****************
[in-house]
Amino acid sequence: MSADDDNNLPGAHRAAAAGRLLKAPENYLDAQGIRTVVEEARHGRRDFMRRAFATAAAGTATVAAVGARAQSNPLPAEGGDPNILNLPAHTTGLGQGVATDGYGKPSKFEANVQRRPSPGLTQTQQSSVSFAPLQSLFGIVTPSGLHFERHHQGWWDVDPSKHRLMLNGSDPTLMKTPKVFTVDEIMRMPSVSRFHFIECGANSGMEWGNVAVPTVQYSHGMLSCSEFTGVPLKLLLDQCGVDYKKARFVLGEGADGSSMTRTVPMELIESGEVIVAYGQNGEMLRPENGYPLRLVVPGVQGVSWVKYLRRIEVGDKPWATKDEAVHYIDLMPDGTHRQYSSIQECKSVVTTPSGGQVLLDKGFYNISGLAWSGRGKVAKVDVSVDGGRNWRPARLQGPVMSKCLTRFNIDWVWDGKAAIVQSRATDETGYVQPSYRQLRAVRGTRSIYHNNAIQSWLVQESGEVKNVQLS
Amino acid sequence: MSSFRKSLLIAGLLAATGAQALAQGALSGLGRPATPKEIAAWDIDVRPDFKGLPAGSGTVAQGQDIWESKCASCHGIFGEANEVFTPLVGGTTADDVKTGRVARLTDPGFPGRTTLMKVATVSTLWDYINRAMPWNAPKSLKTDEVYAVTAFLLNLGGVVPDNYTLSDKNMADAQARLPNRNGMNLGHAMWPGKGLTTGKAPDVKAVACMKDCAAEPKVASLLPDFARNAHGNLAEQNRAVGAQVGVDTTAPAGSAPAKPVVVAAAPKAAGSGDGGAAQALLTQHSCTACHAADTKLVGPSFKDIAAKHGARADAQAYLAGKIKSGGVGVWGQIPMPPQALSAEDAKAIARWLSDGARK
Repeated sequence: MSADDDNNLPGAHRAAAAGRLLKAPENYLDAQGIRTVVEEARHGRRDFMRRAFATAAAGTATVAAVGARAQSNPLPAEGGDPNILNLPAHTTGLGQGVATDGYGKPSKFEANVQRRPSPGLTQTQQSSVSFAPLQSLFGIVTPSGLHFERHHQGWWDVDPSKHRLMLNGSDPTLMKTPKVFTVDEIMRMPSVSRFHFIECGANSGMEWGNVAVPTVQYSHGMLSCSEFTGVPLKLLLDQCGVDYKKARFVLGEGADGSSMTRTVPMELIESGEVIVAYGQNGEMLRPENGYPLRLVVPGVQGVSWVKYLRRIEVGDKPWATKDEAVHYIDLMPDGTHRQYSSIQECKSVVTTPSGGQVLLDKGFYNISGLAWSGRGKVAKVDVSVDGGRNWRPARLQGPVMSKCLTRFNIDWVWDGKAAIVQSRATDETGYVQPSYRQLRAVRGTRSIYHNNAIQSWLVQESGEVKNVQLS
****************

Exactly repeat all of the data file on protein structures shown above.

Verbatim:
[in-house]
Amino acid sequence: MSADDDNNLPGAHRAAAAGRLLKAPENYLDAQGIRTVVEEARHGRRDFMRRAFATAAAGTATVAAVGARAQSNPLPAEGGDPNILNLPAHTTGLGQGVATDGYGKPSKFEANVQRRPSPGLTQTQQSSVSFAPLQSLFGIVTPSGLHFERHHQGWWDVDPSKHRLMLNGSDPTLMKTPKVFTVDEIMRMPSVSRFHFIECGANSGMEWGNVAVPTVQYSHGMLSCSEFTGVPLKLLLDQCGVDYKKARFVLGEGADGSSMTRTVPMELIESGEVIVAYGQNGEMLRPENGYPLRLVVPGVQGVSWVKYLRRIEVGDKPWATKDEAVHYIDLMPDGTHRQYSSIQECKSVVTTPSGGQVLLDKGFYNISGLAWSGRGKVAKVDVSVDGGRNWRPARLQGPVMSKCLTRFNIDWVWDGKAAIVQSRATDETGYVQPSYRQLRAVRGTRSIYHNNAIQSWLVQESGEVKNVQLS
Amino acid sequence: MSSFRKSLLIAGLLAATGAQALAQGALSGLGRPATPKEIAAWDIDVRPDFKGLPAGSGTVAQGQDIWESKCASCHGIFGEANEVFTPLVGGTTADDVKTGRVARLTDPGFPGRTTLMKVATVSTLWDYINRAMPWNAPKSLKTDEVYAVTAFLLNLGGVVPDNYTLSDKNMADAQARLPNRNGMNLGHAMWPGKGLTTGKAPDVKAVACMKDCAAEPKVASLLPDFARNAHGNLAEQNRAVGAQVGVDTTAPAGSAPAKPVVVAAAPKAAGSGDGGAAQALLTQHSCTACHAADTKLVGPSFKDIAAKHGARADAQAYLAGKIKSGGVGVWGQIPMPPQALSAEDAKAIARWLSDGARK
Repeated sequence: MSADDDNNLPGAHRAAAAGRLLKAPENYLDAQGIRTVVEEARHGRRDFMRRAFATAAAGTATVAAVGARAQSNPLPAEGGDPNILNLPAHTTGLGQGVATDGYGKPSKFEANVQRRPSPGLTQTQQSSVSFAPLQSLFGIVTPSGLHFERHHQGWWDVDPSKHRLMLNGSDPTLMKTPKVFTVDEIMRMPSVSRFHFIECGANSGMEWGNVAVPTVQYSHGMLSCSEFTGVPLKLLLDQCGVDYKKARFVLGEGADGSSMTRTVPMELIESGEVIVAYGQNGEMLRPENGYPLRLVVPGVQGVSWVKYLRRIEVGDKPWATKDEAVHYIDLMPDGTHRQYSSIQECKSVVTTPSGGQVLLDKGFYNISGLAWSGRGKVAKVDVSVDGGRNWRPARLQGPVMSKCLTRFNIDWVWDGKAAIVQSRATDETGYVQPSYRQLRAVRGTRSIYHNNAIQSWLVQESGEVKNVQLS